After a company has made its selection, the IRS requires the company to stick with the chosen method for the entire tax year.

Because of its simplicity, many small businesses and startups opt for the cash method! But the cash method only works for so long until accrual accounting becomes more important, or even essential. In fact, 67% of startups use accrual basis accounting!

Why startups choose accrual basis accounting

It’s the law

The IRS and other regulations prevent certain startups from using the cash method. For example, publicly traded companies must follow Generally Accepted Accounting Principles (GAAP), which dictates that accrual revenue must be used. This is why most CPAs and accounting firms use accrual basis accounting. As of 2020, companies with average annual gross receipts of $26 million or less can select either method. If a company’s average gross receipts are higher than $26 million over a three-year period, they must use the accrual method of accounting.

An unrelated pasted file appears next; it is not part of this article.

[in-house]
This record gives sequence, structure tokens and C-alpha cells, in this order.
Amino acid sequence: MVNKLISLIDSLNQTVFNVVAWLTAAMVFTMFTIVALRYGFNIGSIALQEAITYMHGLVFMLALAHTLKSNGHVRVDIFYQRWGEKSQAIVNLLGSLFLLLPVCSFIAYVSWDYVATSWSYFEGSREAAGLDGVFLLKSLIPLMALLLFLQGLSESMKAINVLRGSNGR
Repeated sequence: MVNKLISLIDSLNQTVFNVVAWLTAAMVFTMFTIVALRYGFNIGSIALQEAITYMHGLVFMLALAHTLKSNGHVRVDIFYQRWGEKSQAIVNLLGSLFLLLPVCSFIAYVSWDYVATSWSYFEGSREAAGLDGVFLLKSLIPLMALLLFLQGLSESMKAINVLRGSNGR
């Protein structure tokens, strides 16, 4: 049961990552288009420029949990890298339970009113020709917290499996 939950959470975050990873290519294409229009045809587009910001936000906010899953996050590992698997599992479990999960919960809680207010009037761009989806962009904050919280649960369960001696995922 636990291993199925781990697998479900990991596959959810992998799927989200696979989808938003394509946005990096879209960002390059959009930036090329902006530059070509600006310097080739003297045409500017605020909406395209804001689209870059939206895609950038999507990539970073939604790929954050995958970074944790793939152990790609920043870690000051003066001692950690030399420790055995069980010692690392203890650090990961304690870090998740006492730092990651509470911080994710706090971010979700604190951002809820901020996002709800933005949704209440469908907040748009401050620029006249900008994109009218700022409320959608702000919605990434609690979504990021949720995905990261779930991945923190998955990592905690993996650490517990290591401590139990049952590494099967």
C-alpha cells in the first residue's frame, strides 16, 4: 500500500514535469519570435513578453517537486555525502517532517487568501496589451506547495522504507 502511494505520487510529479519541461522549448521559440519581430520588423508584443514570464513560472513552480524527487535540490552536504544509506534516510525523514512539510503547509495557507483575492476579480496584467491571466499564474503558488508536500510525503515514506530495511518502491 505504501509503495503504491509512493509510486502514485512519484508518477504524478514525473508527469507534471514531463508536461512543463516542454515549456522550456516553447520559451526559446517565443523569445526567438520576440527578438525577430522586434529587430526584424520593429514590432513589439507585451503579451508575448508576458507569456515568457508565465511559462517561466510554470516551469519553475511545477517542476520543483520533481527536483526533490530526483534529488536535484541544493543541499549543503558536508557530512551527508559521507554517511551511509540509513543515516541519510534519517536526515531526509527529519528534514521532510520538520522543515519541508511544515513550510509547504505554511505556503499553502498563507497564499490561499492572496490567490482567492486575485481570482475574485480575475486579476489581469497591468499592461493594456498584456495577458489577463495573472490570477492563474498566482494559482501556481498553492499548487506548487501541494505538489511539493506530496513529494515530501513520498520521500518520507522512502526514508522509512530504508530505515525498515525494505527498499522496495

For investors

Some investors may ask for GAAP compliant financial reports or require the company to switch accounting methods if there is a plan to go public. Investors will often ask for accrual basis financials as this is a consistent, fair way to compare financial performance across different companies they may be considering as investments. Accrual basis revenue also gives a clearer picture on how a SaaS company earns revenue over time.  When revenue is accurately recognized as it's earned over time, it tends to exhibit less month-to-month volatility, creating an impression of stability and predictability.

For loans

Traditional financial institutions will also seek out accrual based financials statements when assessing loan applications.